What you need to know:
At least more than half of commercial banks say they will increase interest rates by September which is expected to further impact private sector lending
Loan uptake by the private sector slightly contracted in the period ended June, according to Bank of Uganda.
In the quarter between March to June, the Central Bank indicates, total private sector net of revaluation and capitalised interest, declined to 9.2 percent in June down from 9.6 percent in the quarter to March.
The reduction, although slight, highlights a difficult economic environment that has continued to impact growth in private sector credit weak and the economy at large.
This also comes amid an increase in interest rates as Bank of Uganda continues to increase the Central Bank Rate in at attempt to contain rising inflationary pressures.
Last week Bank of Uganda increased the Central Bank Rate for the third consecutive month to 9 percent.
This has resulted into an increase in commercial banks interest rates with most banks indicating they will follow movements of the Central Bank Rate.
In its monetary policy statement released last week, Bank of Uganda indicated that a June survey among commercial banks had shown that at least 60.9 percent of banks had indicated they expect their lending rates to increase in the quarter to September 2022, citing the increase in the Central Bank Rate and high cost of funding.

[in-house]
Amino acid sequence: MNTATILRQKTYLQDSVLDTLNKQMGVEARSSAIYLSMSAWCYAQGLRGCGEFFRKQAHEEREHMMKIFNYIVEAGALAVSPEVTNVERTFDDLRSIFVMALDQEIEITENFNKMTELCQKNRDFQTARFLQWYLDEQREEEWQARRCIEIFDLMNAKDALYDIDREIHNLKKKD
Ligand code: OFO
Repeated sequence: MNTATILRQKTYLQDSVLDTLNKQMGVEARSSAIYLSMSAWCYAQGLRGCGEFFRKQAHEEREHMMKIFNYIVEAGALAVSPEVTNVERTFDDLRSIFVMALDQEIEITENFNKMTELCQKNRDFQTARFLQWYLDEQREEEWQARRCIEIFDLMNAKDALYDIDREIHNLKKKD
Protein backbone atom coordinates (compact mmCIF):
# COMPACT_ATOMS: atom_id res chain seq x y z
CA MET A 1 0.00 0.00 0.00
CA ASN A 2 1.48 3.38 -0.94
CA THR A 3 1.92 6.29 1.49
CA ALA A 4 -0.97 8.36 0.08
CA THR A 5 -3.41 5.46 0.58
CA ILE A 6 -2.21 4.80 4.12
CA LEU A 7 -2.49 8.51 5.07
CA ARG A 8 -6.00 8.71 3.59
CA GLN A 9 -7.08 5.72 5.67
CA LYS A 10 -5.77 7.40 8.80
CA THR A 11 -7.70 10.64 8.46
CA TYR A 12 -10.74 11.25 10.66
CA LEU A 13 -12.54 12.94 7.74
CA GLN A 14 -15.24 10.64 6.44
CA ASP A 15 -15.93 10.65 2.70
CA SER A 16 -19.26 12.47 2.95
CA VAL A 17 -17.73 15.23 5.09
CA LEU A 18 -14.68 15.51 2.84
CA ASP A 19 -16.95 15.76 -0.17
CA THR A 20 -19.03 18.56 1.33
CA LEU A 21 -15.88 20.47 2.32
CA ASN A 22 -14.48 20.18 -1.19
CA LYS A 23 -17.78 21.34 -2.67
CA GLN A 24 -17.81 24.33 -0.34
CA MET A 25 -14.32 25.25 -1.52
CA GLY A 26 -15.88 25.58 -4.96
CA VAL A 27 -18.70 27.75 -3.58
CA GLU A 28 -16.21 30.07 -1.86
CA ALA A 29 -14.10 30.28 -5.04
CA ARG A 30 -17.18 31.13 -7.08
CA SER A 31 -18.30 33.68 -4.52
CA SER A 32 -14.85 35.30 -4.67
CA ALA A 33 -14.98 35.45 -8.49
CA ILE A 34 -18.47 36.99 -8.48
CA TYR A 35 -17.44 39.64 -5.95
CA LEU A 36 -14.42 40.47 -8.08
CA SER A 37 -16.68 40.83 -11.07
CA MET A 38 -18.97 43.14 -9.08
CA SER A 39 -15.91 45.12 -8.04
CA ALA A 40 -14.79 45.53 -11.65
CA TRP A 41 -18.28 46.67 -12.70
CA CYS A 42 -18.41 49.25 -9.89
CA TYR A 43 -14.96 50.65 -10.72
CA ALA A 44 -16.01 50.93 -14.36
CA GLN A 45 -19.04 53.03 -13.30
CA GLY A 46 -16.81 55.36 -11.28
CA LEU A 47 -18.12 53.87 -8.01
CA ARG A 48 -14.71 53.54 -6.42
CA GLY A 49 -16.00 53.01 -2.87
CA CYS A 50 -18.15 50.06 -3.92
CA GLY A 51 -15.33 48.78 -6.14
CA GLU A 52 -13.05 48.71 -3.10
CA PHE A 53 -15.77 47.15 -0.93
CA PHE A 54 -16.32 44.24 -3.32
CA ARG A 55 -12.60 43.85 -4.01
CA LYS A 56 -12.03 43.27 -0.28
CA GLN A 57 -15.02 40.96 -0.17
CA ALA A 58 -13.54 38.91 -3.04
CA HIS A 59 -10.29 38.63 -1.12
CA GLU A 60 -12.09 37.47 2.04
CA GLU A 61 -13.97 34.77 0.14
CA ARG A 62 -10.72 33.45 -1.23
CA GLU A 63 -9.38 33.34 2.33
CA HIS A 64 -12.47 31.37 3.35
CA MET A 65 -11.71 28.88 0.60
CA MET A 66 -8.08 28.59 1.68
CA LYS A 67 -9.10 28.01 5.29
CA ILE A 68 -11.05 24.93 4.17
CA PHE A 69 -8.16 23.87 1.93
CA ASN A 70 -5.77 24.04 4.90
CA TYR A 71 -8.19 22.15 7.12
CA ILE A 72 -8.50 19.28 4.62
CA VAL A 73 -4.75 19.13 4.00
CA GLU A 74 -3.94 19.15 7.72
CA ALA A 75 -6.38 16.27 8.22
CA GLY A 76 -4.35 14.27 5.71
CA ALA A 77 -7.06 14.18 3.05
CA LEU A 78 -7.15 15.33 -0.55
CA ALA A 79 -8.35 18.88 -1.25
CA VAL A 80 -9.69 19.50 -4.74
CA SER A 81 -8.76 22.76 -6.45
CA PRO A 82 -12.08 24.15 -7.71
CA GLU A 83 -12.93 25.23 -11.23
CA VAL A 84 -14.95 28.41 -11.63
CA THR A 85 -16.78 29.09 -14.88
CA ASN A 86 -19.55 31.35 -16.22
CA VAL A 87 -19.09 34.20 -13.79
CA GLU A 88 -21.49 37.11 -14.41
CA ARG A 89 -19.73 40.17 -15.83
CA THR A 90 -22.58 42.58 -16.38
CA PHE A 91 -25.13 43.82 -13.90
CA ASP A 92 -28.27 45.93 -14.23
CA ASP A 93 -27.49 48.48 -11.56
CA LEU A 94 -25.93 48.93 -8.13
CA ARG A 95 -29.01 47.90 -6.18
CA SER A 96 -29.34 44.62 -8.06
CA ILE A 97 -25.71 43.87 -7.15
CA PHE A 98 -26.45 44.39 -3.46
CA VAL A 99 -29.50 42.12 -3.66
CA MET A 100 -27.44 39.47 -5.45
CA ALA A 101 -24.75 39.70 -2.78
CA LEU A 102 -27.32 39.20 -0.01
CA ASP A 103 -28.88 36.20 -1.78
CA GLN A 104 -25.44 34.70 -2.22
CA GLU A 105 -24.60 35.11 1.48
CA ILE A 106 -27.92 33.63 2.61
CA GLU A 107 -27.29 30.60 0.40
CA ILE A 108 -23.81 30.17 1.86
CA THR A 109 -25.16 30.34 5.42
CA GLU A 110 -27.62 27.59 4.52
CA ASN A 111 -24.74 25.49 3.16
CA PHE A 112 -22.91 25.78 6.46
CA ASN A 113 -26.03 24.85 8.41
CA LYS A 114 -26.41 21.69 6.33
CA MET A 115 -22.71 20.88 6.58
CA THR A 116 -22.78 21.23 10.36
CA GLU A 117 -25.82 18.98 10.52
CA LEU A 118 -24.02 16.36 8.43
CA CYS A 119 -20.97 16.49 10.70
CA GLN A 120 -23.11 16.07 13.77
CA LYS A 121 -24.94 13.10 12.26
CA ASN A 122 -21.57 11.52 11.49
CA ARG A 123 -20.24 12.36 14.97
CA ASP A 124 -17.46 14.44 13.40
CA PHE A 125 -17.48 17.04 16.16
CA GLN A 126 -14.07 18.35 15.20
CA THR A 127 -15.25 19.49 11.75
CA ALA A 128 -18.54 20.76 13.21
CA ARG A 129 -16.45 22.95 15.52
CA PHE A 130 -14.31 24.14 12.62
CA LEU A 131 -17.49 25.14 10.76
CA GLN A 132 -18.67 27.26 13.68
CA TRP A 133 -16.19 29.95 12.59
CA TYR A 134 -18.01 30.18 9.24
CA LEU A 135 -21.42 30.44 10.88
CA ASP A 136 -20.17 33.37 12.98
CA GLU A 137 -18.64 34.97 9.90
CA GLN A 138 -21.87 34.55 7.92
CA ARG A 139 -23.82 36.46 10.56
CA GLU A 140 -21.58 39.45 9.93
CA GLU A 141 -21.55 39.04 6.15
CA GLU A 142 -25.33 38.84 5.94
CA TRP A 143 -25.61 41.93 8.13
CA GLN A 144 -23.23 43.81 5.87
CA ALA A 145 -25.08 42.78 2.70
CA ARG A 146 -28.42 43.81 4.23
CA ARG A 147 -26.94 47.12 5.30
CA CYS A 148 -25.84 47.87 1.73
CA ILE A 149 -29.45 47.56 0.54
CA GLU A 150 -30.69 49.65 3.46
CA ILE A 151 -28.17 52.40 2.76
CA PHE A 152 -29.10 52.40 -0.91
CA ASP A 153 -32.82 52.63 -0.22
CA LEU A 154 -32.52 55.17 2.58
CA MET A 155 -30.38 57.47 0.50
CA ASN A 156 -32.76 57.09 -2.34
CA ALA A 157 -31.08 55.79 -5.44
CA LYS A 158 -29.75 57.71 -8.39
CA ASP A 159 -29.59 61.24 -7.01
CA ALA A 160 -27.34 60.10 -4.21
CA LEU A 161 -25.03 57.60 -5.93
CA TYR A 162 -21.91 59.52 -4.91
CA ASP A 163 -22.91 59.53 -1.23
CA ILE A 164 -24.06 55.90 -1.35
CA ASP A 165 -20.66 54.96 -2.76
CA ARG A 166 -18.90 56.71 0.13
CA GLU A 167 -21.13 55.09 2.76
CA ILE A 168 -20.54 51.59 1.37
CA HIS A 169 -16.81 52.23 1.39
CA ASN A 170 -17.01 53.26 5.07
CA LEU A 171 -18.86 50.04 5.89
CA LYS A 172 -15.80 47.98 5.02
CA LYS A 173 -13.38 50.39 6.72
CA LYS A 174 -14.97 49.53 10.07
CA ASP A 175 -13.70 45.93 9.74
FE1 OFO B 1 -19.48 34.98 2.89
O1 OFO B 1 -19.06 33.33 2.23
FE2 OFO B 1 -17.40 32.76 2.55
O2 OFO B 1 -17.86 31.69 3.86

However, the Central Bank also indicated that private sector credit has continued to be constrained by risk aversion exhibited through reduced loan approvals.
Bank of Uganda data indicates that despite a steady increase in loan applications, lenders have been reluctant to approve more than 56 percent of the value of loans applied for.
Data indicates that personal and household loans, agriculture, trade, building mortgage, construction and real estate, among others received the high amount of disbursed loans during the period.
For instance, during the period, loans to building, mortgage, construction and real estate stood at Shs4.1 trillion compared to Shs3.8 trillion recorded in January while agriculture received Shs2.2 trillion from Shs2.07 trillion in January.
Manufacturing received Shs2.1 trillion while transport and communications received Shs1 trillion.
Credit to trade increased from Shs2.9 trillion in January to Shs3.1 in June while electricity and water received Shs299.3b from Shs289.1b in January.
Loans to community social and other services grew from Shs1.1 trillion in January to Shs1.16 trillion in June while mining and quarrying received Shs54.8b June 2022.
During the period, personal and household loans, grew to Shs3.6 trillion in June from Shs3.5 trillion in January credit advanced to trade stood Shs3.132 trillion in June from Shs2.9 trillion in January.
Business service received Shs821.8b from Shs722.8b in January while other services attracted Shs52.1b from Shs87.1b in January.
Share of loan disbursement in June